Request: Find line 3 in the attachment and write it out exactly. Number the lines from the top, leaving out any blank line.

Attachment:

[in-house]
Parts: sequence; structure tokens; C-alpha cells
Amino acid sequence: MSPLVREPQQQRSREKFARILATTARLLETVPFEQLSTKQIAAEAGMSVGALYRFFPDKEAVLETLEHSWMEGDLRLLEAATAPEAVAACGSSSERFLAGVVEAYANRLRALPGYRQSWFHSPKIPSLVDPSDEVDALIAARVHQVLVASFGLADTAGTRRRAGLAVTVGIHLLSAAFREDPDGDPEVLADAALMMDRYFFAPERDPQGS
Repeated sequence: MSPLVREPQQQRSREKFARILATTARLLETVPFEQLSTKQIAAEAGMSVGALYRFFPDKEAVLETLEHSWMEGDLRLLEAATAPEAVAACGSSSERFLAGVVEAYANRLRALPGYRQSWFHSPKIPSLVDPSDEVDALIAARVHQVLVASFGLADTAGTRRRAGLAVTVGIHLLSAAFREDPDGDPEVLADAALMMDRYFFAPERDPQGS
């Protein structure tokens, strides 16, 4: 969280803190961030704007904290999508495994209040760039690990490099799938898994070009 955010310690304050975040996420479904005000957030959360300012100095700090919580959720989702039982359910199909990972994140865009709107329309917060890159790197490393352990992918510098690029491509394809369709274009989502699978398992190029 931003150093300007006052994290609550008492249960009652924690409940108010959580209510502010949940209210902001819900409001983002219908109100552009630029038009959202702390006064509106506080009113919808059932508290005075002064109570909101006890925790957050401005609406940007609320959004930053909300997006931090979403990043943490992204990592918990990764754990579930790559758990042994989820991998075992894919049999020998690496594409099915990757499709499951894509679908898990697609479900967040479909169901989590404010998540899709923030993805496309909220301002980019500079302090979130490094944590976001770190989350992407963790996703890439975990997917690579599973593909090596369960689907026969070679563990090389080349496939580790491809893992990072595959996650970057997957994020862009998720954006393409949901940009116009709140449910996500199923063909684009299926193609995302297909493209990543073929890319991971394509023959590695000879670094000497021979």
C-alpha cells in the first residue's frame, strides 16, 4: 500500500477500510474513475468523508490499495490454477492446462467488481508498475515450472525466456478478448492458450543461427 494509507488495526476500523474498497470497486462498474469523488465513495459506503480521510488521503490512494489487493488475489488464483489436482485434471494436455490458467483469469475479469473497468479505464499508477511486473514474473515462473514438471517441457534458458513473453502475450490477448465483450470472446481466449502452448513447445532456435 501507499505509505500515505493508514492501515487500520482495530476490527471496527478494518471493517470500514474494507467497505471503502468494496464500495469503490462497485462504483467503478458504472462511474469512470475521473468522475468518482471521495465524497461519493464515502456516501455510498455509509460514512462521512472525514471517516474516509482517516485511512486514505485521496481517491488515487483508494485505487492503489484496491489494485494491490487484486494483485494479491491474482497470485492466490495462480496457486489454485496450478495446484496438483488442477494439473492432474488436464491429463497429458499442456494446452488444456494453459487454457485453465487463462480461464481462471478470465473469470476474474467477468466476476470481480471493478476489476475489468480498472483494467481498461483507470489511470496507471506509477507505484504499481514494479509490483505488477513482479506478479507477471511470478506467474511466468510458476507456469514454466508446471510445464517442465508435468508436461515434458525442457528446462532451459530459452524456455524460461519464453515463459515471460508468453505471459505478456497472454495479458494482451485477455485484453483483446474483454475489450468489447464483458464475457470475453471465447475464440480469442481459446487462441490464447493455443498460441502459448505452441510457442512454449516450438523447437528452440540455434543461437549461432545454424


Amino acid sequence: MSPLVREPQQQRSREKFARILATTARLLETVPFEQLSTKQIAAEAGMSVGALYRFFPDKEAVLETLEHSWMEGDLRLLEAATAPEAVAACGSSSERFLAGVVEAYANRLRALPGYRQSWFHSPKIPSLVDPSDEVDALIAARVHQVLVASFGLADTAGTRRRAGLAVTVGIHLLSAAFREDPDGDPEVLADAALMMDRYFFAPERDPQGS